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Can Stress Actually Kill You?: No According to a Research Study

Last Updated Aug 21, 2020

Can stress kill you? It's a blunt question, but one that a UK study says can be put to bed.

The ten-year Million Women Study, stemming from the UK and published in the Lancet, has ruled out unhappiness and stress as having negative health effects.

Is happiness healthy?

Numerous studies in recent years have indicated that happier people are healthier people, living longer and having healthier hearts.

But the Million Women Study team debated that such studies have failed to address the fact that unhealthy people aren't happy.

As University of New South Wales (UNSW) researcher Dr Bette Liu said, "Illness makes you unhappy, but unhappiness itself doesn't make you ill. We found no direct effect of unhappiness or stress on mortality, even in a 10-year study of a million women."

Unhappiness and health

Participants in the study highlighted that a person's happiness level didn't impact their chances of dying during the decade of research. Even high stress levels didn't lead to premature death or illness.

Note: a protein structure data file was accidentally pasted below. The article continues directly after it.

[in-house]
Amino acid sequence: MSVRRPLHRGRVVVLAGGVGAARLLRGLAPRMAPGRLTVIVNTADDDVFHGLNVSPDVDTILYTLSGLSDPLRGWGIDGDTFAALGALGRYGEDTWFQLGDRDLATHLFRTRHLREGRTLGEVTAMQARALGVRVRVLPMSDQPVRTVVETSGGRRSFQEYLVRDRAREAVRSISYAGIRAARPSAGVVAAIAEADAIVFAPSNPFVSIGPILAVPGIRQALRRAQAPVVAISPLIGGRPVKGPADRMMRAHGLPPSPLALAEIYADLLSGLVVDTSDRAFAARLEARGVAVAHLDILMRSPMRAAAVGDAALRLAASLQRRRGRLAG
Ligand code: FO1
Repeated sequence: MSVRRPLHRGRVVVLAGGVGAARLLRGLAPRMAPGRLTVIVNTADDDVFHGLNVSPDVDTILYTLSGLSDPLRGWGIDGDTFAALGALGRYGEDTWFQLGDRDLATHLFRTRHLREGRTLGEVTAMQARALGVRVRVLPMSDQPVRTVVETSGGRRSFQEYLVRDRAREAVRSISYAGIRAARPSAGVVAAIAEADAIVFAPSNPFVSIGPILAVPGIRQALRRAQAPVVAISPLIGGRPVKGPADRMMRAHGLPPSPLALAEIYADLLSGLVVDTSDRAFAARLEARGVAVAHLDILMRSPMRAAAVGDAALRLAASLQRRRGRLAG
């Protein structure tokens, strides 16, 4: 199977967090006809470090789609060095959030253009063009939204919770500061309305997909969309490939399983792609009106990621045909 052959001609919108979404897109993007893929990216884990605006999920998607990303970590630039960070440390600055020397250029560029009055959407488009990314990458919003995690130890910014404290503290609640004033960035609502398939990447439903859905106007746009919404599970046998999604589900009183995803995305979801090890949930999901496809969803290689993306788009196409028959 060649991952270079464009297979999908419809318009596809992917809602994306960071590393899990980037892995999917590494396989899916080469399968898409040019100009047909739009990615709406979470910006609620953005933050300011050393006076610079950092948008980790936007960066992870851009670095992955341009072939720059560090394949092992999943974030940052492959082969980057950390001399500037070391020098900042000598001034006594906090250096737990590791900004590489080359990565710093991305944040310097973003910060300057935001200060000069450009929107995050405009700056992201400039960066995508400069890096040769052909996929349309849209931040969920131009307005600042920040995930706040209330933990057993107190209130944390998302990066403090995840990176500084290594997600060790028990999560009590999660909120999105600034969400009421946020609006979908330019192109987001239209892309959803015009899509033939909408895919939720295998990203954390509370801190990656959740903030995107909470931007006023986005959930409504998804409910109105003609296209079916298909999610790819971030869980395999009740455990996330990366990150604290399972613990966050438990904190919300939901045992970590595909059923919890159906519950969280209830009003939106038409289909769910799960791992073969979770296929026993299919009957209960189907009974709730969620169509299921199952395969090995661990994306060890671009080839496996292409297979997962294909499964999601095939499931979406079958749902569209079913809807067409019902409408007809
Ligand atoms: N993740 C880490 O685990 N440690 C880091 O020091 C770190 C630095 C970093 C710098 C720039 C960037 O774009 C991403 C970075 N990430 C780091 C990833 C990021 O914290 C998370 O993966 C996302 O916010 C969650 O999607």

Instead, other factors could be linked to a shorter life span - smoking and poor diet topping the list. But even among those people, unhappiness and happiness had no correlation.

So what's the message here? Fortunately, that being stressed doesn't cause heart attack or premature death. Of course, just because unhappiness doesn't cause death doesn't mean we shouldn't try to live more peacefully and happily. Because surely to happier you are about your life, the more you'll enjoy it.

How can stress affect the body

How can stress affect your body

When the body is stressed, muscles become tense, this is an automatic response and your body’s way of guarding against injury and pain. Chronic stress causes the body to be in a constant state of guardedness. And when muscles are tense all the time, it can trigger other reactions of the body and promote stress-related disorders. Among them are tension-type and migraine headaches, which are associated with chronic muscle tension in the area of the shoulders, neck, and head.

Stress can also affect the breathing patterns, which means the respiratory system. People with asthma or lung disease like emphysema may suffer breathing difficulty. Studies also show that acute stress, can actually trigger asthma attacks. Stress can also cause rapid breathing or hyperventilation that can bring on a panic attack in some individuals.

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Originally published on May 13, 2019

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